Embracing the 'S' in ESG

10 May, 2022

According to PwC's 25th Annual Global CEO Survey, 46% of Irish CEOs consider climate change to be a major risk. To mitigate this risk, companies are strengthening their focus on the environmental, social and governance (ESG) agenda. However, efforts to date have largely focused on the environmental pillar.

Taking a broader view of ESG by including the social element will create opportunities for companies to communicate their credentials on key social issues. Gender pay gap reporting is a timely and obvious starting point for companies looking to make progress in this space.

Central to ESG is the belief that the business community has a key role to play in society, creating value for the common good and enhancing public trust. However, many companies struggle with the social element. What does it mean and what actions should they take?

For employees, the 'S' in ESG means that their organisation stands up for the social issues they care about. For consumers, it's about companies making progress on diversity, equity and inclusion (DE&I), data security and privacy. For employers and investors, meanwhile, it can cover topical issues such as executive pay, industrial relations, organisational culture and supply chain issues to name but a few. While these topics may suggest possible actions, they present a further challenge—how can organisations measure and report on these areas?

Gender pay gap reporting

Gender pay gap reporting neatly combines a social action with a quantitative metric. It will come into effect in Ireland this year for employers with over 250 employees, with December 2022 set as the first mandatory (and annual) reporting deadline.

This is a well-defined, practical and time-bound action companies can take as part of the broader DE&I agenda. Helpfully, it will also provide a quantitative metric that can be included in ESG reporting. Quantifiable targets and KPIs in ESG reports help stakeholders trust organisations to meet their stated sustainability ambitions.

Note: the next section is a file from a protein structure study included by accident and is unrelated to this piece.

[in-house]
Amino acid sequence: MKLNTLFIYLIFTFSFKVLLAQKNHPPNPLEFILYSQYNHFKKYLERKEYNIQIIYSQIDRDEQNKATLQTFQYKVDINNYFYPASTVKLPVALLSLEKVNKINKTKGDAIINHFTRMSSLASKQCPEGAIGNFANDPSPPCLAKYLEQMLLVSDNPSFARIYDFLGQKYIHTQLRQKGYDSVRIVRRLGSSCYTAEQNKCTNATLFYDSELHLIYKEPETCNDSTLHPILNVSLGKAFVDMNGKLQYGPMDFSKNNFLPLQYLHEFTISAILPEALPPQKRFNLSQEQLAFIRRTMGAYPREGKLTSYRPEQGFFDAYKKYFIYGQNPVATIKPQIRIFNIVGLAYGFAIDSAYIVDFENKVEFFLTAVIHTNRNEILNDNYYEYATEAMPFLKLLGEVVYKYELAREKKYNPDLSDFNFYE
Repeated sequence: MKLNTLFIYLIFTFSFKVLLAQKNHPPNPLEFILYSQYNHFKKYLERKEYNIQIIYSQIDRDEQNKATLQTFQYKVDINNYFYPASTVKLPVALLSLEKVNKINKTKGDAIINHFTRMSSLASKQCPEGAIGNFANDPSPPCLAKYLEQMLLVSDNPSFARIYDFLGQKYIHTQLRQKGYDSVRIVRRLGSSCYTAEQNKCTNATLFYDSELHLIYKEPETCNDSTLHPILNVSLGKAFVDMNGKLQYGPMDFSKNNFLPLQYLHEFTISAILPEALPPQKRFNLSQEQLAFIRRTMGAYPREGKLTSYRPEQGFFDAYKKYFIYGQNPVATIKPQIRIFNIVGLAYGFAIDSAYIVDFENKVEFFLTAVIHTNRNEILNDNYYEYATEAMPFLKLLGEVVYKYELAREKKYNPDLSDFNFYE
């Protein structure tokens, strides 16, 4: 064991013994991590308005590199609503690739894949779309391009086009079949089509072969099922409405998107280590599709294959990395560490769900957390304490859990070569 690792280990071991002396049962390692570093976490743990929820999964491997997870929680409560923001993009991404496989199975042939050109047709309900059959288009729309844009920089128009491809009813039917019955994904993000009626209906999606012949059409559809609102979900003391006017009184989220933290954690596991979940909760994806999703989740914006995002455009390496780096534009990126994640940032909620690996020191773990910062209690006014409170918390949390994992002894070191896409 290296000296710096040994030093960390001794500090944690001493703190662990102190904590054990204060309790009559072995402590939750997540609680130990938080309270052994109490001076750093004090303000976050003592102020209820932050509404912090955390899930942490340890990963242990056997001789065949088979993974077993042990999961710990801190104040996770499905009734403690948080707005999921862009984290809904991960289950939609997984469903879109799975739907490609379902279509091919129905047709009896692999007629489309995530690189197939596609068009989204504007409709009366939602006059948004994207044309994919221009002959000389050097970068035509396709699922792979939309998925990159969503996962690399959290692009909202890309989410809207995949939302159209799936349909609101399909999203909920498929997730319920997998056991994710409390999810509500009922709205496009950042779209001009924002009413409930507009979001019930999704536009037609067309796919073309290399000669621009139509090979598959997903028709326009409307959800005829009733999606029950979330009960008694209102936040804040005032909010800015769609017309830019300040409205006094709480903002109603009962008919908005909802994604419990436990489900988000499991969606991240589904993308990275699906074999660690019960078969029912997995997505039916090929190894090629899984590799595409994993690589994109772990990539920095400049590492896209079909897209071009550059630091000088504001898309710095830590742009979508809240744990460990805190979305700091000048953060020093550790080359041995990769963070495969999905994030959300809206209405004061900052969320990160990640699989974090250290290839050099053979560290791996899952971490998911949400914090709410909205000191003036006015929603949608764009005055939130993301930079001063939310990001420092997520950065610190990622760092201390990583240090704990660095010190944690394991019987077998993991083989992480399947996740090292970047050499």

There is an opportunity for savvy organisations to leverage the mandatory reporting requirement to boost their ESG agenda. The benefits for branding are clear: gender pay gap reporting has the potential to boost the pace of change for women's equality, and companies making strides in this area will have a compelling story to tell about their positive, wider social impact. Taking a pragmatic, long-term view, ethnicity pay gap reporting will likely follow gender pay gap reporting. Investing in the latter now is a smart investment in the future. Our advice is to embrace gender pay gap reporting, and include it in your company's ESG efforts.

The link between DE&I and ESG

This approach makes sense, as ESG and DE&I have many similarities—both agendas are most effective when driven by leaders and embedded holistically within an organisation. There are also many mutual benefits:

  • For organisations embarking on their ESG journey, lessons learned from DE&I can inform efforts to create leadership support, communicate with stakeholders and develop good practices.
  • ESG can in turn benefit the DE&I agenda by providing another reason for leaders to engage with the topic, reinforcing the need to take a broad outlook beyond the commercial.

As a legal requirement, gender pay gap reporting will be a major focus for CEOs and boards this year, and provides a burning platform for action. So, what does gender pay gap reporting mean for companies and CEOs?

Gender pay gap reporting requirements

In practical terms, public and private organisations in Ireland with 250 employees or more will be legally required to report their gender pay gap by December 2022, based on a snapshot of data from June. This will be a short window for a complex process.